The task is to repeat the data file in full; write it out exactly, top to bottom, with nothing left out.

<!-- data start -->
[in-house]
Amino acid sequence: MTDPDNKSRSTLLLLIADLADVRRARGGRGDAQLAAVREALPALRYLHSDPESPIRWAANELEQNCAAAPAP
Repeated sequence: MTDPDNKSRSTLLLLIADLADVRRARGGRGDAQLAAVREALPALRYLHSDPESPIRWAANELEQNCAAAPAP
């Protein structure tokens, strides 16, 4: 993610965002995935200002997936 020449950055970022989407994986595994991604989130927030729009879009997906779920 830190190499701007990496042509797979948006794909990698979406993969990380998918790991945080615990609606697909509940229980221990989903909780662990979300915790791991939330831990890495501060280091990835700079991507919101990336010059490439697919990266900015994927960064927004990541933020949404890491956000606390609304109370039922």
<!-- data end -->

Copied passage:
[in-house]
Amino acid sequence: MTDPDNKSRSTLLLLIADLADVRRARGGRGDAQLAAVREALPALRYLHSDPESPIRWAANELEQNCAAAPAP
Repeated sequence: MTDPDNKSRSTLLLLIADLADVRRARGGRGDAQLAAVREALPALRYLHSDPESPIRWAANELEQNCAAAPAP
């Protein structure tokens, strides 16, 4: 993610965002995935200002997936 020449950055970022989407994986595994991604989130927030729009879009997906779920 830190190499701007990496042509797979948006794909990698979406993969990380998918790991945080615990609606697909509940229980221990989903909780662990979300915790791991939330831990890495501060280091990835700079991507919101990336010059490439697919990266900015994927960064927004990541933020949404890491956000606390609304109370039922």